Both Mark Fox, Milligan College's dean of students, and Derek Dooley, Tennessee's football coach, admit the small Christian school's hosting of the Volunteers' football team for a week is an imperfect situation. But Milligan has made adjustments to create a secluded environment where the Vols can accomplish their goals. Some of those changes include:
• Blowers Boulevard, a public road that runs through the heart of Milligan's beautiful campus, will be closed "to help [UT] keep the relatively closed environment." As part of the tightened campus security, anyone entering campus, including media covering camp and Milligan's own students and athletes, must present identification. There's more monitoring and patrolling of the campus.
• Female athletes on the soccer and volleyball teams who live in Hart Hall have had their living accommodations changed so the Vols can stay in that dormitory hall. For its out-of-state athletes in that dorm, Milligan has rented off-campus storage for their personal items.
• Milligan's men's and women's soccer and volleyball teams -- all of which are practicing during UT's stay -- are training off campus. Those coaches and players will commute to nearby locations.
• UT is bringing most of its own weight equipment since Milligan's weight room is too small. Milligan's own foodservice employees will cook meals for the Vols, but UT's nutritionists and dietitians, led by Allison Maurer, have worked with Milligan's workers on the menu and quantity of those meals.
• Milligan will have to do a quick flip of campus when UT leaves on Aug. 16. Fall-semester classes at the 1,200-student school begin two days later.
ELIZABETHTON, Tenn. - Bill Greer was well aware of fellow Milligan College alumnus Mark Fox's sense of humor.
So when Fox told the small Christian college's president that Tennessee's football team was exploring the option of spending a week on campus for a week of preseason training camp, Greer was understandably skeptical.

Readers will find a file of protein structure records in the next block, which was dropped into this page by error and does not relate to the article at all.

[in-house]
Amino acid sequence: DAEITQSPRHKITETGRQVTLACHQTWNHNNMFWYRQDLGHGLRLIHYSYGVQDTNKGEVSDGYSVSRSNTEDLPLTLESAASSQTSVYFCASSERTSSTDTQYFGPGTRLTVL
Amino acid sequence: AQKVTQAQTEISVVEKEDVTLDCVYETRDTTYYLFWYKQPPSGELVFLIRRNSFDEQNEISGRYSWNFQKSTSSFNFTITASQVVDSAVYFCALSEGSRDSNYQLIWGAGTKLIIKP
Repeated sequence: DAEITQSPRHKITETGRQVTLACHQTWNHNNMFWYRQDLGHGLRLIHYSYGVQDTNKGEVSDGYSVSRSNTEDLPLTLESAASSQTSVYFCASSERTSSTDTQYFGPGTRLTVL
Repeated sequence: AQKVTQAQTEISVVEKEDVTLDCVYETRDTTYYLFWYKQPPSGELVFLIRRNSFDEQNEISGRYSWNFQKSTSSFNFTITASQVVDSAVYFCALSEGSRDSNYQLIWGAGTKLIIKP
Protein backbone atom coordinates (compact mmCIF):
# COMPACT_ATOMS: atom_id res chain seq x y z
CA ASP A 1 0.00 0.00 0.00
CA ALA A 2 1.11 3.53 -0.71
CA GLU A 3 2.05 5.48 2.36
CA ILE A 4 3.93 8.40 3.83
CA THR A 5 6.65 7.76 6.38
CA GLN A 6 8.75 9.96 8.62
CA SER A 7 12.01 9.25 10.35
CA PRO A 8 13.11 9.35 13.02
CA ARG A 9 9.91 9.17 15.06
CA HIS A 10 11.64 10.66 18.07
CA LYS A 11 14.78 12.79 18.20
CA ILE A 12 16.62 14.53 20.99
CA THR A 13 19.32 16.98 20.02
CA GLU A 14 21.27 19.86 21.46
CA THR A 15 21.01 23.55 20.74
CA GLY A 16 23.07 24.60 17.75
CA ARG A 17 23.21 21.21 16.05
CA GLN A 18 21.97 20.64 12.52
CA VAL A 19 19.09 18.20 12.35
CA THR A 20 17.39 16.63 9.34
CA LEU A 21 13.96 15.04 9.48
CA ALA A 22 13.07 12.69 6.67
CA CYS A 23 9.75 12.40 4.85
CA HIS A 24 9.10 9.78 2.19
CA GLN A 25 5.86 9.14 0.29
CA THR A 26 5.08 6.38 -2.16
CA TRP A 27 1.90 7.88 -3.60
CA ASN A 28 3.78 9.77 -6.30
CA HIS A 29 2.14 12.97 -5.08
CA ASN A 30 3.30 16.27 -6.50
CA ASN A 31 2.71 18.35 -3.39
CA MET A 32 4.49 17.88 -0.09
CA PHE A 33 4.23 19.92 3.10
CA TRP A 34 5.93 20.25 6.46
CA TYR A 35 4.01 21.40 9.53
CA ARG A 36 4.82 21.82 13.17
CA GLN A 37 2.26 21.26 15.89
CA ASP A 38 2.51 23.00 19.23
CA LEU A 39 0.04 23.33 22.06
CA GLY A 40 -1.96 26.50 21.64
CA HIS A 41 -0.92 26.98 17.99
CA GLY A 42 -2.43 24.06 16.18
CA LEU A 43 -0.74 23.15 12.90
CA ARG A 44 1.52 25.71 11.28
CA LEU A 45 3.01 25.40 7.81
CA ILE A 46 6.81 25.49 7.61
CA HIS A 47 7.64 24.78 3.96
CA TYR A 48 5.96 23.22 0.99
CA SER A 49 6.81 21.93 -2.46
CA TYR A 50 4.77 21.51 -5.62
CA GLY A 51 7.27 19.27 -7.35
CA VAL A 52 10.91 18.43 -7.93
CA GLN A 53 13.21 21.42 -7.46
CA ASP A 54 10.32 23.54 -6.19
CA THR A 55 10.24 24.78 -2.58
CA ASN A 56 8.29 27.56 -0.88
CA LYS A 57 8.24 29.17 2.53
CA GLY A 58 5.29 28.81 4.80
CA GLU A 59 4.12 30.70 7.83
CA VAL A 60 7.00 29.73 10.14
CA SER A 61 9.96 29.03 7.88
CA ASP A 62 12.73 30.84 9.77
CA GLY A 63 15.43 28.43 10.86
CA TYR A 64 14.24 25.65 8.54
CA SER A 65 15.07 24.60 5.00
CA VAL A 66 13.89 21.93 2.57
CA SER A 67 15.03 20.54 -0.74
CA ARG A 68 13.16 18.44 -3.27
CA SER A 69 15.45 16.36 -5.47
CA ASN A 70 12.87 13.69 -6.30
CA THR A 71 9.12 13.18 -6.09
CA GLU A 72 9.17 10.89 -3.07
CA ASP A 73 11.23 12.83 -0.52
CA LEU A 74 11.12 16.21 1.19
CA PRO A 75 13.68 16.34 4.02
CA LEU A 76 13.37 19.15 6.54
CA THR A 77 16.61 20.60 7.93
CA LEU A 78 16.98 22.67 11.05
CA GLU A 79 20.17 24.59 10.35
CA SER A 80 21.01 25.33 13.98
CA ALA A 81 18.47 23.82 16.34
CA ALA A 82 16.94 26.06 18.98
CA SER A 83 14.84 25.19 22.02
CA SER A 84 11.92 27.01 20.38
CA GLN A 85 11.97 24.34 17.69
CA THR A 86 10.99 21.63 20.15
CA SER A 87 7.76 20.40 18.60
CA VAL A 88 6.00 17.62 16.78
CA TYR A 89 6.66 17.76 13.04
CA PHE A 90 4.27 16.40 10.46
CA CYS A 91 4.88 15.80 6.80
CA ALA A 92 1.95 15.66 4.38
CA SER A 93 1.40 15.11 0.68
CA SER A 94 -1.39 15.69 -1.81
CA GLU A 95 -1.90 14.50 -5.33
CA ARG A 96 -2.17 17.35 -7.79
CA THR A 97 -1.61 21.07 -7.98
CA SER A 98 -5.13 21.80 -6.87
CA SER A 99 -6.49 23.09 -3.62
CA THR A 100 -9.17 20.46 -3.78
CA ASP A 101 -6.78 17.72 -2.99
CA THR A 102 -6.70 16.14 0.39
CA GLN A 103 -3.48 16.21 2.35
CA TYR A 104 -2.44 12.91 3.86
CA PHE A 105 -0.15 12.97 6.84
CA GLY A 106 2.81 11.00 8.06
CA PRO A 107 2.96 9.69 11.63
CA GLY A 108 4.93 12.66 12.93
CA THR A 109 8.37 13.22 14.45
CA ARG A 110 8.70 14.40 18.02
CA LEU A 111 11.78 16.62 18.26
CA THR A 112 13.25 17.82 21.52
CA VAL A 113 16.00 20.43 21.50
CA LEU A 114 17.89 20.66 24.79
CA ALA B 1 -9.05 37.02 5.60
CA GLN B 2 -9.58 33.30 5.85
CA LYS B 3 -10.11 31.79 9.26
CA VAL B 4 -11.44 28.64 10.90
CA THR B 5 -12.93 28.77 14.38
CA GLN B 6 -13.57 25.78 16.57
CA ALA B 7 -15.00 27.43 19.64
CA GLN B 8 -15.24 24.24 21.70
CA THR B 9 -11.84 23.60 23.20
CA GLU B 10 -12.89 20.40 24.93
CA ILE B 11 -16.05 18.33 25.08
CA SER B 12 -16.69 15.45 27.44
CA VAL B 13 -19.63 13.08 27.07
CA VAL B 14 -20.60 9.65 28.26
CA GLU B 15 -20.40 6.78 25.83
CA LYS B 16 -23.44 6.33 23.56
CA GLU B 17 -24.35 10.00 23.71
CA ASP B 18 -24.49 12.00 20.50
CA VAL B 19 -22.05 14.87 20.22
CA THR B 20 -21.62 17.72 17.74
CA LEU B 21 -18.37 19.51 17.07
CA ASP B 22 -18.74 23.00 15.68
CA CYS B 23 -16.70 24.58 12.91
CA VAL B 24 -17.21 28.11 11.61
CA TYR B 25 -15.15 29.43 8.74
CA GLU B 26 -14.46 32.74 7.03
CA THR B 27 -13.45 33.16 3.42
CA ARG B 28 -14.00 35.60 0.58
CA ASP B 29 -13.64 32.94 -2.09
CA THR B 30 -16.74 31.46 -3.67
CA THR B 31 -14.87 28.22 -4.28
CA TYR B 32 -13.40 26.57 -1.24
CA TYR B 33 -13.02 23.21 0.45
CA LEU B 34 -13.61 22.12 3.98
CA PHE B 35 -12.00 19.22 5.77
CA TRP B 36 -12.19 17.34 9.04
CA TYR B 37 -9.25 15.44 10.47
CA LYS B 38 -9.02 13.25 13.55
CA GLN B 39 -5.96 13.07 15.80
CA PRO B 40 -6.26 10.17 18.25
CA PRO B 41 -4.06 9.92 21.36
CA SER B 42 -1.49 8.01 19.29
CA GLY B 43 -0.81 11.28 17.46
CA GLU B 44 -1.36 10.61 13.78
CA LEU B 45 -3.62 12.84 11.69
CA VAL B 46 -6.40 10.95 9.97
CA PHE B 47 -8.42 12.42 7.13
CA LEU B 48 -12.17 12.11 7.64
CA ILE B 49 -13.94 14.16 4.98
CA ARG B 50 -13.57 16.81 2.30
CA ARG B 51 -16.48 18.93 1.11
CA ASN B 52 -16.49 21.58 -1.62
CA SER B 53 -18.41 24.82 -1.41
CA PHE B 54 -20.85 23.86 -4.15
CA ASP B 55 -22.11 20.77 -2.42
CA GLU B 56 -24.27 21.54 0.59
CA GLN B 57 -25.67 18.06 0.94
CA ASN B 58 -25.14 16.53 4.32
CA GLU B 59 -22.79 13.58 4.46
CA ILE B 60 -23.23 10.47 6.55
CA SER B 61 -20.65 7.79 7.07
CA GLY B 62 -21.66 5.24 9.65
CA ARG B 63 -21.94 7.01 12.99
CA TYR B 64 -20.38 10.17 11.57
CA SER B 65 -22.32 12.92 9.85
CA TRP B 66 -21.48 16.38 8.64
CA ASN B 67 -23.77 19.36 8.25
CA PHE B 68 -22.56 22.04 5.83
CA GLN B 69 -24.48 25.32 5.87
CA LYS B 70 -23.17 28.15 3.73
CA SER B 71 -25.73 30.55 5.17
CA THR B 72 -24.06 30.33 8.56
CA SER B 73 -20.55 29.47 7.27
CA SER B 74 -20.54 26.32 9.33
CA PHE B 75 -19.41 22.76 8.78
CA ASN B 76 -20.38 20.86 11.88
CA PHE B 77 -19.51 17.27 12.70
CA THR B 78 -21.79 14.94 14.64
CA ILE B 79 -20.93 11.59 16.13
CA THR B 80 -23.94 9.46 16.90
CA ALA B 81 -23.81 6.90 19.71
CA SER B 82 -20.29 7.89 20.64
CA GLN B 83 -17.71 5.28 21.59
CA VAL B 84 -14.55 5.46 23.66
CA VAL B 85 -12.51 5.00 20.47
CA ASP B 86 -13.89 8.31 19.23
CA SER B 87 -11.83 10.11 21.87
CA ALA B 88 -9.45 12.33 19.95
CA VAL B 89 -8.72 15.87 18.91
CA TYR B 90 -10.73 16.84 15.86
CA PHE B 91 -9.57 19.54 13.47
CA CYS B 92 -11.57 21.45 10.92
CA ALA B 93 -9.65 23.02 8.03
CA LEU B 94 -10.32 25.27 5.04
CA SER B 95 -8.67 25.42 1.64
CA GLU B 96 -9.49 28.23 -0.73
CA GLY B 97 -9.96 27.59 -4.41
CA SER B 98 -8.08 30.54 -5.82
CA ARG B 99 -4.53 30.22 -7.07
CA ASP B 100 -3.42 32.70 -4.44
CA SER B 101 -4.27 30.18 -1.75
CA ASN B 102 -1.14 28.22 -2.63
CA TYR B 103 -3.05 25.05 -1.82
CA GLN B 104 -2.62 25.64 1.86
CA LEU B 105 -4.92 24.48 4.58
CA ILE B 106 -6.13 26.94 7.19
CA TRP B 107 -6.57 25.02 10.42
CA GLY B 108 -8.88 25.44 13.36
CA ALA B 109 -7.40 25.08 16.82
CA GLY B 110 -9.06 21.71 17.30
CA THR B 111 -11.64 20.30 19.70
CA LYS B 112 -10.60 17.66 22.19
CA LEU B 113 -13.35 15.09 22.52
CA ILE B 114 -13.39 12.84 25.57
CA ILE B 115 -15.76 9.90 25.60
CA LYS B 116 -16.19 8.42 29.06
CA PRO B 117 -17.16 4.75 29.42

"He's a big joker," Greer said of Milligan's vice president for student development and dean of students. "We never know whether to believe him or not. I thought, 'Whatever, Mark, maybe the Titans are coming next.'"
Turns out neither Fox nor Tennessee were kidding.
The Volunteers will spend five days next month on the 195-acre campus located off a two-lane highway and nestled between Johnson City and Elizabethton. With football and not much else to do, the trip will allow UT's team to bond and sharpen their focus on the upcoming season. The program also will move its offices from the Neyland-Thompson Sports Complex into the shiny new nearly $50 million football training center.
Though NFL teams hold their training camps in similar locales annually, it's rare situation for college teams to move away from campus for practice, but the Vols are looking forward to the experience.
"I think they're excited about it," third-year coach Derek Dooley said. "It's something they hadn't done. It's hard, but it's fun.
"Every day's going to be an adventure, and there'll be 48 things we didn't think about that we've got to go on the fly. I'm going to tell the team, 'Things are going to happen there that are all different, and everything is going to be premised around your attitude when you get on the bus.' You can be a negative guy and complain about everything, or you can embrace it as an awesome opportunity."
UT's decision to move part of its preseason camp was announced in May, but discussions between the two schools began more than a year before that. It began with a conversation between UT strength and conditioning coach Ron McKeefery, UT associate athletic director and football administrator David Blackburn and Fox, who handles all the student-life aspects at the 1,200-student NAIA school.